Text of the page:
Because health care is based on multi-disciplinary teams, treatments, meetings, operations and procedures often require strict coordination to prevent wasting time and provide an efficient service. Making sure everybody has access to a synchronised and accurate time is part of this process, which is what makes precise and reliable digital wall clocks for hospitals so important.
A business digital wall clock can use an atomic clock as a source of time, and relay this time in a digital display. These atomic clock receiving clocks come in various guises. Some use small radio receivers to pick up the atomic clock transmissions broadcast by the National Physical Laboratory (NPL) in the UK or the National Institute of Standards and Time (NIST) in the USA
Network time servers are responsible for providing a network’s time. Of course, all computers have their own onboard clocks built into the motherboards, but these devices are only cheap oscillators and are prone to drift. When you have a network of hundreds or even thousands of PCs and devices, if there was no synchronisation to a single network time source, all the machines could be relaying completely different times, often several minutes apart.
When it comes to network time synchronisation, Network Time Protocol (NTP) is by far the most widely used software protocol. Whether it’s for keeping a network of hundreds or thousands of machines synchronised, or keeping a single machine running true, NTP offers the solution. Without NTP, and the NTP server, many of the tasks we perform on the internet, from shopping to online banking, simply wouldn’t be possible.
Perhaps the safest and most accurate means of obtaining a time source is by utilising the time codes transmitted by the GPS (Global Positioning System). All that is required for picking up these GPS signals is a GPS NTP server, which will not only receive the time code, but also distribute it around the network, check for drift and maintain stable and precise time on all machines.
Power over Ethernet is ideal for powering and controlling wall clocks and other time devices. The accuracy of a network’s NTP time server can be used to maintain an accurate time on the PoE clock. This means the clock will never drift and will always be accurate to the second – ideal for ensuring punctuality in organisations that runs to a tight time schedule. No matter how many clocks are running on the PoE system, they will all maintain the exact same time, eliminating time inconsistencies in large organisations.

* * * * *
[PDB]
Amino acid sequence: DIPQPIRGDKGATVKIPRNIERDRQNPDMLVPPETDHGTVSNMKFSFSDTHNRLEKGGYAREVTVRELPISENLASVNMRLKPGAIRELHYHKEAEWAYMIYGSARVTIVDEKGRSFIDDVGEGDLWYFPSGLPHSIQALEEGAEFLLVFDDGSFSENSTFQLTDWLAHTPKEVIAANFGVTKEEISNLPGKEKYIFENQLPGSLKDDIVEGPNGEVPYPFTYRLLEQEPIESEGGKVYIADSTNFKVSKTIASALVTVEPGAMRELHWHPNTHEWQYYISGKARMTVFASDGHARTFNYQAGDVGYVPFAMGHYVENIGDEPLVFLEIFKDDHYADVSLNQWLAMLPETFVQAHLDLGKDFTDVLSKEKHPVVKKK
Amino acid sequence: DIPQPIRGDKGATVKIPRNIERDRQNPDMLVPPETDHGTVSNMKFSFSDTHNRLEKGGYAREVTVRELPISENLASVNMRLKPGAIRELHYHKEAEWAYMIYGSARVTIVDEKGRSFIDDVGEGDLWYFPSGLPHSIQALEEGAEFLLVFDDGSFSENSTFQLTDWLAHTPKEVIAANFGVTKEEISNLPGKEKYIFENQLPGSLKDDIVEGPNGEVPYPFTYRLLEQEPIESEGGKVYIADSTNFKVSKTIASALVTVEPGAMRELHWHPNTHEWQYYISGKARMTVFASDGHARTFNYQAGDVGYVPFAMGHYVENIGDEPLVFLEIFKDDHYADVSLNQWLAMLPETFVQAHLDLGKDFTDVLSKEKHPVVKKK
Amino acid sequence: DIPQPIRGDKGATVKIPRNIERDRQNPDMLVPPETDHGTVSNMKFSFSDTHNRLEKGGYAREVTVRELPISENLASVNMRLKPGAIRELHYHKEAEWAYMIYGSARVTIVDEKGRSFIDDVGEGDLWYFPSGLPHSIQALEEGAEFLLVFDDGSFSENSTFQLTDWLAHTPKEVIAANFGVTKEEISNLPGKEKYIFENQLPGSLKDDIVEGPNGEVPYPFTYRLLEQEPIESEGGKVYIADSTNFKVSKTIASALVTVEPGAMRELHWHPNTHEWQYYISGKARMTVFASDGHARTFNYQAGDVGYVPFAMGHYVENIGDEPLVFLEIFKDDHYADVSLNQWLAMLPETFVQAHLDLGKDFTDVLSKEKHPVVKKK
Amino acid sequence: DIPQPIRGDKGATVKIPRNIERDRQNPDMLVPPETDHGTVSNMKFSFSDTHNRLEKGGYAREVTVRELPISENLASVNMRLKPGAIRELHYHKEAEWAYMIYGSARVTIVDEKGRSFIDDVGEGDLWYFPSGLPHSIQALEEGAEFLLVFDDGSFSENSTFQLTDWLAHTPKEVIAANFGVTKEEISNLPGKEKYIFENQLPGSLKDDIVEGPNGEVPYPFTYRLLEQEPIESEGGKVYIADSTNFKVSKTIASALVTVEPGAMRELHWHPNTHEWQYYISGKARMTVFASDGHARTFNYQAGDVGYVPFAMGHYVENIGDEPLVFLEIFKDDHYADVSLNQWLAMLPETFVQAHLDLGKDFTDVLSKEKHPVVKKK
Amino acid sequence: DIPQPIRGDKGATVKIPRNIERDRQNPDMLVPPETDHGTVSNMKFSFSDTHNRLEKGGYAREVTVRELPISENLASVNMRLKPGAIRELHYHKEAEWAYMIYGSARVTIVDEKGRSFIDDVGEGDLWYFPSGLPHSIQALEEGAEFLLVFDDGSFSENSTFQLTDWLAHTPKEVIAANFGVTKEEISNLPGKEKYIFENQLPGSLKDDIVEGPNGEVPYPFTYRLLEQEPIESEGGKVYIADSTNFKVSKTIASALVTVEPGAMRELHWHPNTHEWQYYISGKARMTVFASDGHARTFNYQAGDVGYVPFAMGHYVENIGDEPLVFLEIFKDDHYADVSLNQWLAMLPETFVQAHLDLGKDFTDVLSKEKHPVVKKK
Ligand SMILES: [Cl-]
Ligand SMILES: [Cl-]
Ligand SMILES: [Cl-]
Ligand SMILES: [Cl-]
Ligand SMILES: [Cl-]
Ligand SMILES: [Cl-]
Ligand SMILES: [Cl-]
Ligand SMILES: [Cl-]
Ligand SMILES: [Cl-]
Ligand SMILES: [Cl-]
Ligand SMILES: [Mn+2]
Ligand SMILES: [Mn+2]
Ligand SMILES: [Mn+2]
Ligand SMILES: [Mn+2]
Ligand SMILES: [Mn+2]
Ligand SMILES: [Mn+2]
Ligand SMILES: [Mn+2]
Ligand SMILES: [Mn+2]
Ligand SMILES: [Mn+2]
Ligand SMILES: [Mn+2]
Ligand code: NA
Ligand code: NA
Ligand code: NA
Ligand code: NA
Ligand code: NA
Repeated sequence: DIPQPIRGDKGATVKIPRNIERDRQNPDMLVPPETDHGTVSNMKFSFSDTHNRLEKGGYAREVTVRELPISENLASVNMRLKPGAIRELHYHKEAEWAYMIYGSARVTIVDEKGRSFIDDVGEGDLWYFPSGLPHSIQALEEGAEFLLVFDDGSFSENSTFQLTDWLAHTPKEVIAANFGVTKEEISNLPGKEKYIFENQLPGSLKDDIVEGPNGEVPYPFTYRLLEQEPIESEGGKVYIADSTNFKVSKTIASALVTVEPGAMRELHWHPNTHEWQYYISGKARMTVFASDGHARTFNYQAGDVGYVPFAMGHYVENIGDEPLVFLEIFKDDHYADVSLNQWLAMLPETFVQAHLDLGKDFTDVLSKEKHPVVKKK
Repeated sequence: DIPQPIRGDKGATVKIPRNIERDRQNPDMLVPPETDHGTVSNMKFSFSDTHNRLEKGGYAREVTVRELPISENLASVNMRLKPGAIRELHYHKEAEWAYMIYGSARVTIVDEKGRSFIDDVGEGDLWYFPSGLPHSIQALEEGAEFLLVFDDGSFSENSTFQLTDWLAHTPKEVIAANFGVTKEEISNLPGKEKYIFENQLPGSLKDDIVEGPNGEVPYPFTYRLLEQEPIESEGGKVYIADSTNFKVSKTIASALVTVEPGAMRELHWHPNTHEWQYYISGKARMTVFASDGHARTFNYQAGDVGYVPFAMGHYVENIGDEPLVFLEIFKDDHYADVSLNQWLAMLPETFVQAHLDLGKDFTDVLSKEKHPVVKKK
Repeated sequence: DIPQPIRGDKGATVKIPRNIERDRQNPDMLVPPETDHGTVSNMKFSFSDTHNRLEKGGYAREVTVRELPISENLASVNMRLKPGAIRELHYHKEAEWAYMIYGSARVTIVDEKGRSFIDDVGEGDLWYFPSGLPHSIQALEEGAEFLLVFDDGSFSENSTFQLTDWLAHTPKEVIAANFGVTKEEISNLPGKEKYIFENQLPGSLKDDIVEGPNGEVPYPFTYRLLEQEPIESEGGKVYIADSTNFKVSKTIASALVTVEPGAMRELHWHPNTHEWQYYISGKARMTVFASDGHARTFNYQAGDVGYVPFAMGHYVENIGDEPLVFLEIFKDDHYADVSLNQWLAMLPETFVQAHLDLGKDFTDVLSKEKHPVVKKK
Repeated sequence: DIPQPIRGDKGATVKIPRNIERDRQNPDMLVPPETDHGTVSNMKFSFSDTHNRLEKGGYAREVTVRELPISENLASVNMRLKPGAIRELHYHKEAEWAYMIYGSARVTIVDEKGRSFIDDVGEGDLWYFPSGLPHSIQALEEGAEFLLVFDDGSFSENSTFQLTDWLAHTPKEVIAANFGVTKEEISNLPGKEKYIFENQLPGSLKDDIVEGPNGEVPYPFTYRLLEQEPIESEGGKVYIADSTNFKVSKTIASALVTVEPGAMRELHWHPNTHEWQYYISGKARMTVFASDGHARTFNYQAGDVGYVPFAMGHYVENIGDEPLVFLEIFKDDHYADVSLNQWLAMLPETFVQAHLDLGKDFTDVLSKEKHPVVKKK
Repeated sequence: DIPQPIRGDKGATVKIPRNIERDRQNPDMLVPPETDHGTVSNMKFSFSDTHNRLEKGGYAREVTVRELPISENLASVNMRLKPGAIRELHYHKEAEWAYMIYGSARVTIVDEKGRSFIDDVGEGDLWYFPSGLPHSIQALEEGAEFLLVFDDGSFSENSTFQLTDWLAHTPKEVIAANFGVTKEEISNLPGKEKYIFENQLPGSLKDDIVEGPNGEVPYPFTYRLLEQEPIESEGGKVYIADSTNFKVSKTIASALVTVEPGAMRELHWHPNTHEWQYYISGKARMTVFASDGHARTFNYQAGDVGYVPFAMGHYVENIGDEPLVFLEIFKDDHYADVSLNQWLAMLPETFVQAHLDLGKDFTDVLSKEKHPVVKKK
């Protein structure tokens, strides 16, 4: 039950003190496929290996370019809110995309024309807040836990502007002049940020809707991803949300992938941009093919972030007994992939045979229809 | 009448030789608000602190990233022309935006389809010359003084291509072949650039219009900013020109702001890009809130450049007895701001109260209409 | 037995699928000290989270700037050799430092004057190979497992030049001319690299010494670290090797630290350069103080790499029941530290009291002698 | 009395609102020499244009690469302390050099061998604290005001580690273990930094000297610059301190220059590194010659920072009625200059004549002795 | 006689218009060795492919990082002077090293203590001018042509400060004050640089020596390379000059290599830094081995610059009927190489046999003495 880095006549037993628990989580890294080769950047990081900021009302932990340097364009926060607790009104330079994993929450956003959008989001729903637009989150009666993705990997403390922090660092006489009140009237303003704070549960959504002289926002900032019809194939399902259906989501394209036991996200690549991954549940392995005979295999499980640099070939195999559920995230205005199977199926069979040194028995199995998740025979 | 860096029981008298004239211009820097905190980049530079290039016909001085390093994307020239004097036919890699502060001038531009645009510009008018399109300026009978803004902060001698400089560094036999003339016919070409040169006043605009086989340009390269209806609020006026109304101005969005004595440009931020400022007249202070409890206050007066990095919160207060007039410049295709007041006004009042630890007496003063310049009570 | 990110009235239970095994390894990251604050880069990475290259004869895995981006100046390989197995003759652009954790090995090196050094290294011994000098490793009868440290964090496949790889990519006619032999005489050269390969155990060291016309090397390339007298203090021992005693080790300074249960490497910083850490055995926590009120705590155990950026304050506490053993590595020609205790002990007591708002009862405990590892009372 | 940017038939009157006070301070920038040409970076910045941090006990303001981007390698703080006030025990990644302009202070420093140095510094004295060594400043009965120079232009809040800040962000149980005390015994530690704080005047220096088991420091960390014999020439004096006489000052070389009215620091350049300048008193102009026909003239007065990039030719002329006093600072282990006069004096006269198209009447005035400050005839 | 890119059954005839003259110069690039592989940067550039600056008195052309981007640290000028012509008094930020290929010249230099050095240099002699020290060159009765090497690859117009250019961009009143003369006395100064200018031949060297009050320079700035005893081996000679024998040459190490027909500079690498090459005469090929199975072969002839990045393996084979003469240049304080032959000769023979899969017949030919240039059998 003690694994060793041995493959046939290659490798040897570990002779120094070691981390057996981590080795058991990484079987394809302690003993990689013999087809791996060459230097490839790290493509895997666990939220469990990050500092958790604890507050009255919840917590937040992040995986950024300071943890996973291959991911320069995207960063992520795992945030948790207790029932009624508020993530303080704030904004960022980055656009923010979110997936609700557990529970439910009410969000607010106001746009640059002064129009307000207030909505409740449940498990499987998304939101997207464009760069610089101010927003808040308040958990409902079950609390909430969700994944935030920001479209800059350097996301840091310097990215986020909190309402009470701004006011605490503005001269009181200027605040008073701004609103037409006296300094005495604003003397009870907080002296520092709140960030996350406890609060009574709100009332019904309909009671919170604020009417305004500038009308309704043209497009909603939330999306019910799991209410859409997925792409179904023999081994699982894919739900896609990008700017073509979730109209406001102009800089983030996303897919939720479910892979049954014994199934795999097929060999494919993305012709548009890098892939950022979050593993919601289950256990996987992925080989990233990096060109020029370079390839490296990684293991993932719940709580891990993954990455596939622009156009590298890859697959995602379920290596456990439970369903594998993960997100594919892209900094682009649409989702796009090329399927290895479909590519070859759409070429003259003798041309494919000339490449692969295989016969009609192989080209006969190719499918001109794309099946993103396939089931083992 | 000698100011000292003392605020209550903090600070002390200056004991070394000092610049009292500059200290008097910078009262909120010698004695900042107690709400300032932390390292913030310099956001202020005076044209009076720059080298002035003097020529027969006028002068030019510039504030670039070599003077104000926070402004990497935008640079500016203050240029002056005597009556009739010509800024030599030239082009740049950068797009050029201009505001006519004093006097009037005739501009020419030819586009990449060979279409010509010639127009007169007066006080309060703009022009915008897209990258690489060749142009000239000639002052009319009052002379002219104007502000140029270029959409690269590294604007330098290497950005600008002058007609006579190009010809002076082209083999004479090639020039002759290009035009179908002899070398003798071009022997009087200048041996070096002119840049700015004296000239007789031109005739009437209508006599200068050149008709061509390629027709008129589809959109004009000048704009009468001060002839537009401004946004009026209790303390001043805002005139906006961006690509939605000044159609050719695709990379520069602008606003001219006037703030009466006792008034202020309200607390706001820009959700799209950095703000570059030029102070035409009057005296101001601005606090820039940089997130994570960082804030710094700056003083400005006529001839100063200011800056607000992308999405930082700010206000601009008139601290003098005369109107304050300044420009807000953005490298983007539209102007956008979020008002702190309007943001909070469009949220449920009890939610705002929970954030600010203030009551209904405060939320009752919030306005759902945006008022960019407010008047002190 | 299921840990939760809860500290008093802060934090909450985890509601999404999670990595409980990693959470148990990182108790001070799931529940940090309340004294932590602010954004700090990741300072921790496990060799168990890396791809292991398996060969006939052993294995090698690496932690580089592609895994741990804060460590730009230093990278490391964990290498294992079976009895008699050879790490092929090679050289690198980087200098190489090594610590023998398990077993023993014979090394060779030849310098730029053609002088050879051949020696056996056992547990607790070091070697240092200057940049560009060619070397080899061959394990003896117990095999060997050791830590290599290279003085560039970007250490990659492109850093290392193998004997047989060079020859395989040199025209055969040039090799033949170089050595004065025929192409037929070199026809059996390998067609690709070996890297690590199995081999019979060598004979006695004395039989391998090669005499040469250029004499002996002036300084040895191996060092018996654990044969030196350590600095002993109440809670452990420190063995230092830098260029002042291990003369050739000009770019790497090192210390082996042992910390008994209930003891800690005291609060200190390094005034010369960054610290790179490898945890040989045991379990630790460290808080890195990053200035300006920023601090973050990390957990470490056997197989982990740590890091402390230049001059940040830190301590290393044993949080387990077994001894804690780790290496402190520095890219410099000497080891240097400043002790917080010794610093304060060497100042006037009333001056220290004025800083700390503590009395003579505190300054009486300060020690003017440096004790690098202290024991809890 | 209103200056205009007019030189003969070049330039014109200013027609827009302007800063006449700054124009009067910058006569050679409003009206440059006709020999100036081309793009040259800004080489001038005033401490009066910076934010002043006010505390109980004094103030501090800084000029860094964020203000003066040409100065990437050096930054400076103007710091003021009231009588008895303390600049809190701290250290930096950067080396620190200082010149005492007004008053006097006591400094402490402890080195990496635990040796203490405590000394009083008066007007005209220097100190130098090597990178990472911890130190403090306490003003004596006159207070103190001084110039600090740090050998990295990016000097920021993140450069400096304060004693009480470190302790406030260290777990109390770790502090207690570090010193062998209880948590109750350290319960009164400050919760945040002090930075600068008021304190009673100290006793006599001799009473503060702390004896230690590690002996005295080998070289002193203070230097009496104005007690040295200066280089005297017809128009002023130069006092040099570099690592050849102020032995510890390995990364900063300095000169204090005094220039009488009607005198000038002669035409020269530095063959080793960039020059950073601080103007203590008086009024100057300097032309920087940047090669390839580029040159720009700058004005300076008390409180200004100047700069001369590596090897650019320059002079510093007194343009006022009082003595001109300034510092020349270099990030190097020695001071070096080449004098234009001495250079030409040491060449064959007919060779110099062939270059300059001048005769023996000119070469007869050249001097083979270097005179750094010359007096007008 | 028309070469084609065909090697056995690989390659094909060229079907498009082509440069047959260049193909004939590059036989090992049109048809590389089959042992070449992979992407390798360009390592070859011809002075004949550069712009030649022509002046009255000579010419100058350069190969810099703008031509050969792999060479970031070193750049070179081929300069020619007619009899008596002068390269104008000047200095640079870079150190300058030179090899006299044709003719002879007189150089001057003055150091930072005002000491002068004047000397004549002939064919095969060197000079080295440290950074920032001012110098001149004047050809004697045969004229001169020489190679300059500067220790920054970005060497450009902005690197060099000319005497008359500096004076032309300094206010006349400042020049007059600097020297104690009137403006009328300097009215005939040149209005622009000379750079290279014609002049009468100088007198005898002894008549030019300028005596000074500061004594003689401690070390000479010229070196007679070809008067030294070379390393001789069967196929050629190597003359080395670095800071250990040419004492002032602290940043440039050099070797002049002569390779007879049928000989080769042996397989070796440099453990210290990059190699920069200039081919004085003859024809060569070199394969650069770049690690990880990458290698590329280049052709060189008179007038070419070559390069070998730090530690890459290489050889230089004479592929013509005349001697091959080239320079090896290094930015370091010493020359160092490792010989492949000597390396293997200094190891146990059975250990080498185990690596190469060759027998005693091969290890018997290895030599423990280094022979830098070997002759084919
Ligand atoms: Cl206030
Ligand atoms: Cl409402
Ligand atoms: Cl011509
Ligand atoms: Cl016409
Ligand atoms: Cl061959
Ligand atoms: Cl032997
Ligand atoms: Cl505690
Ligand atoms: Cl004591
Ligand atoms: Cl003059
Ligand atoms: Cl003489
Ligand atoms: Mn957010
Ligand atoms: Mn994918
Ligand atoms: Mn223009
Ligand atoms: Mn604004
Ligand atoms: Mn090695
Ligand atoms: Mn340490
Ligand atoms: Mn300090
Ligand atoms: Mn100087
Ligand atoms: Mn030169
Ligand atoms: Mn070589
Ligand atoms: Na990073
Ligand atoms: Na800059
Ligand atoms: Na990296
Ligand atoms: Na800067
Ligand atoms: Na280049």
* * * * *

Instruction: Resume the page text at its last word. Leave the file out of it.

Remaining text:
To synchronise a computer network or other technology systems to GPS time, all that is required is a GPS network time server. GPS network time servers are simple to install, simple to use and can maintain accuracy for all sorts of technologies. Used by organisations as diverse as stock exchanges, air traffic control and banking systems, GPS time servers provide an efficient and cost effective solution to maintain network synchronicity.
When a network loses time, you are at risk of losing far more than just what time of day it is. Time is an essential aspect of network security and any errors in a network time server can lead to catastrophic result. However, the solution for ensuring network security is fairly simple and relatively inexpensive – the NTP time server.
GPS time servers are a highly accurate and secure method of synchronising a computer network to UTC (Coordinated Universal Time). GPS time servers are simple to use and ensure a network is synchronised to s secure form of time. However, many network administrators don’t see the need to use a GPS time server and continue to put their network at risk by using an online source of time for synchronisation. Here are five reasons why a GPS time server is crucial for computer network synchronisation.
Network time protocol (NTP) is used as a synchronisation tool by most computer networks. NTP distributes a single time source around a network and ensures all devices are running in synchronisation with it. NTP is highly accurate and able to keep all machines on a network to within a few milliseconds of the time source. However, where this time source comes from can lead to problems in time synchronisation within a network.